- Exclusions: ORIJEN, ACANA, over-the-counter Flea & Tick products for dogs and cats; select Pet Pharmacy brands (Bravecto, Tri-Heart Plus, Optimmune, Vetsulin, Salix, Incurin, Mometamax, Panacur, Otomax & Orbax); WholeHearted Memberships, add-on items, out-of-stock items, Donations, Petco Gift Cards and eGift Cards; and applicable taxes. Additional exclusions may apply and will be noted on the Product Detail page and/or Shopping Cart.
Teach a cue. Introduce your puppy to a sound cue that means, “food is coming.” Some people like to click and treat, some people use a word like “yes,” and some people cluck their tongue. Whichever you use, the method is the same: In a quiet, distraction-free area, with the puppy on a leash and collar, make the sound. The second your puppy turns toward you and/or looks at you, reward him with a treat. After a few repetitions, you’ll notice your puppy not only looking at you, but also coming over to you for the treat.
About the author: Annie Phenix, CPDT-KA, is a force-free professional dog trainer enjoying her mountain-filled life in Colorado. She is a member of the Pet Professional Guild and the National Association of Canine Scent Work. She takes her highly trained dogs with them everywhere dogs are welcome because of their exceptionally good manners. Join Annie on her dog-training Facebook page.

Even though your puppy may be learning to walk on a leash very nicely, you’re likely to run into some issues as he gets older, goes new places, and experiences new distractions. You’ll want to teach him loose-leash walking, because it’s much more pleasant for you both, and also then he can pass his Canine Good Citizen test. Here are a few tips on what to do if you’re having trouble with leash training, courtesy of the AKC GoodDog! Helpline.

Since that article ran in June, three dogs who have graduated from my Growly Dog class have been attacked by off-leash dogs. My clients work hard to calm their dog’s anxiety when they see other dogs (which often stems from being attacked the very first time by a rude, off-leash dog!). We help these over-anxious dogs learn to trust their handler, and we rebuild their faith that they can walk safely in their own neighborhood. We make significant progress in keeping these dogs calm and focused on their owners instead of hyper-vigilantly scanning for dangers . . . such as an off-leash dog. In some of these cases, the unleashed dog owner was held responsible and now must pay fines in addition to medical bills; one of my clients ended up having an $8,000 hand surgery after breaking up a dog fight. I have enough stories like that to fill up a very long, pathetic book.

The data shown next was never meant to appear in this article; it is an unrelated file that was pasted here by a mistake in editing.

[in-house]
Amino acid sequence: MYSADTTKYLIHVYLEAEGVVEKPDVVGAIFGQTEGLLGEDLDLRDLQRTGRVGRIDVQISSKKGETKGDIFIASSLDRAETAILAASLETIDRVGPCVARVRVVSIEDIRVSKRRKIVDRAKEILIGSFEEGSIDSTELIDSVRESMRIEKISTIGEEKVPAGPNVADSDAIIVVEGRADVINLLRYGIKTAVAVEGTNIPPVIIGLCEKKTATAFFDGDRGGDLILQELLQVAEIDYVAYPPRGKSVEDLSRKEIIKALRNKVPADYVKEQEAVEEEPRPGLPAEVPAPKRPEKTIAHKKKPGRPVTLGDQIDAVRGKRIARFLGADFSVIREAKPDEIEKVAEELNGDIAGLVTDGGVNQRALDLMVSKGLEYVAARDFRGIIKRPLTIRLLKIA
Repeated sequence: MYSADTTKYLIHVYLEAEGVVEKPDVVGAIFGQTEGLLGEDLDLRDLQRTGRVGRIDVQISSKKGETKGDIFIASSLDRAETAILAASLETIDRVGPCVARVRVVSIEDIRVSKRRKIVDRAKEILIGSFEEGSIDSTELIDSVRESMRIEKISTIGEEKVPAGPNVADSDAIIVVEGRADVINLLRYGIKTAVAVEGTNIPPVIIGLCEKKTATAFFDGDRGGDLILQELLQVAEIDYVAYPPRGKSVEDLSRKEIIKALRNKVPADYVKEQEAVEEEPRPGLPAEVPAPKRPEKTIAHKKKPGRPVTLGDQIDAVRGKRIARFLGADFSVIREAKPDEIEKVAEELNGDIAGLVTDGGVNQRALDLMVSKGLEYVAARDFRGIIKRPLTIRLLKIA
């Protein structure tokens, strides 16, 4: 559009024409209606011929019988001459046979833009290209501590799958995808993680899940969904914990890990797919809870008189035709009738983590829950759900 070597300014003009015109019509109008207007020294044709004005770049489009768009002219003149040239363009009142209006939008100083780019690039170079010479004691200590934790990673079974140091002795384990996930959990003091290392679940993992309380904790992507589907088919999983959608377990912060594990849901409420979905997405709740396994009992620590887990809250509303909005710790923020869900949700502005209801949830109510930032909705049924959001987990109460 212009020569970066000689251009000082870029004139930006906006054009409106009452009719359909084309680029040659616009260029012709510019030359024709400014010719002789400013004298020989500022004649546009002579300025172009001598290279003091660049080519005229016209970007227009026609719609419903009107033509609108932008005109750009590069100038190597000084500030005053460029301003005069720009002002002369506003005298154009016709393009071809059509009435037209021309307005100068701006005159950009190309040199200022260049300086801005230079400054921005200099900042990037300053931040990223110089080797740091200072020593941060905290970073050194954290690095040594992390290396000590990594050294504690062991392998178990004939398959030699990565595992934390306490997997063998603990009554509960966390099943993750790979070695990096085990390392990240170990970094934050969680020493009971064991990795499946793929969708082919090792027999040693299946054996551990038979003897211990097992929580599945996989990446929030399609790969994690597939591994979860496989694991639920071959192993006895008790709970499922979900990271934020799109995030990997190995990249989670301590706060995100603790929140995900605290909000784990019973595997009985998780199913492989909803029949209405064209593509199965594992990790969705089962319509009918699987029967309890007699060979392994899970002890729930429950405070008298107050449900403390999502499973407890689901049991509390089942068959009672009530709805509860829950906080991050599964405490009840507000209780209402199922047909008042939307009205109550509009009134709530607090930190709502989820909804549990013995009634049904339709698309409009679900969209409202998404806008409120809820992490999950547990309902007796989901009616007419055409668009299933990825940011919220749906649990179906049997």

Speaking of reward, positive reinforcement refers to operant conditioning, and I won’t bore you with the details right now, but suffice it to say B.F. Skinner, one of the leading researchers on reinforcement, found that positive reinforcement (to reward good behavior) is far more superior to punishment in altering undesirable behavior because positive reinforcement results in lasting behavioral modification, and punishment changes behavior only temporarily; and presents many detrimental side effects. If the problem behavior changes temporarily, it will reappear later, and it comes with even more problem behavior! Good Behavior = Reward and Bad Behavior = Punishment, does that sound familiar? Positive reinforcement training is what exotic animal trainers have used for years to teach dolphins, whales and large cats among other animals.  You cannot force a dolphin to do what it does not want to do!

By simply teaching your dog good leash walking manners you will keep your puppy and yourself safe while you are out walking! Most people try to leash train their dogs on their own, and usually end up making the problem worse leaving both pup and owner frustrated and confused. Sometimes, the problem is that dog owners are relying on aversive training tools like Choke Chains and Prong Collars. Although these barbaric tools may work in short term, owners find out they have absolutely NO control without those collars!